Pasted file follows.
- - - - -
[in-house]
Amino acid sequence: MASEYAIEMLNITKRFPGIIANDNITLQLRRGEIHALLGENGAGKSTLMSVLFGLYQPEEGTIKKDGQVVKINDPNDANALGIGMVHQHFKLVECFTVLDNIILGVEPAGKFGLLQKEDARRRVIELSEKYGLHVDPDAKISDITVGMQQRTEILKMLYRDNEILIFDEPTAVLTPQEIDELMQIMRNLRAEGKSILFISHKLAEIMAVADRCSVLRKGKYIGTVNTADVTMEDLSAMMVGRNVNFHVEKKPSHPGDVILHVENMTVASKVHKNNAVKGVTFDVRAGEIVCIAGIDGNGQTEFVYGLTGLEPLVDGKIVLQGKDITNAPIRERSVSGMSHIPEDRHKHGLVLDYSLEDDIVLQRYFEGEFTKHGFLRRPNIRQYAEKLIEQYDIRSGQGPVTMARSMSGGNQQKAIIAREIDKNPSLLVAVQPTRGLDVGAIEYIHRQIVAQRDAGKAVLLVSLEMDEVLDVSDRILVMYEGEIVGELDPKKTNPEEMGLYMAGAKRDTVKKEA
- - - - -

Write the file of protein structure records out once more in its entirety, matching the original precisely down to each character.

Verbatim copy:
[in-house]
Amino acid sequence: MASEYAIEMLNITKRFPGIIANDNITLQLRRGEIHALLGENGAGKSTLMSVLFGLYQPEEGTIKKDGQVVKINDPNDANALGIGMVHQHFKLVECFTVLDNIILGVEPAGKFGLLQKEDARRRVIELSEKYGLHVDPDAKISDITVGMQQRTEILKMLYRDNEILIFDEPTAVLTPQEIDELMQIMRNLRAEGKSILFISHKLAEIMAVADRCSVLRKGKYIGTVNTADVTMEDLSAMMVGRNVNFHVEKKPSHPGDVILHVENMTVASKVHKNNAVKGVTFDVRAGEIVCIAGIDGNGQTEFVYGLTGLEPLVDGKIVLQGKDITNAPIRERSVSGMSHIPEDRHKHGLVLDYSLEDDIVLQRYFEGEFTKHGFLRRPNIRQYAEKLIEQYDIRSGQGPVTMARSMSGGNQQKAIIAREIDKNPSLLVAVQPTRGLDVGAIEYIHRQIVAQRDAGKAVLLVSLEMDEVLDVSDRILVMYEGEIVGELDPKKTNPEEMGLYMAGAKRDTVKKEA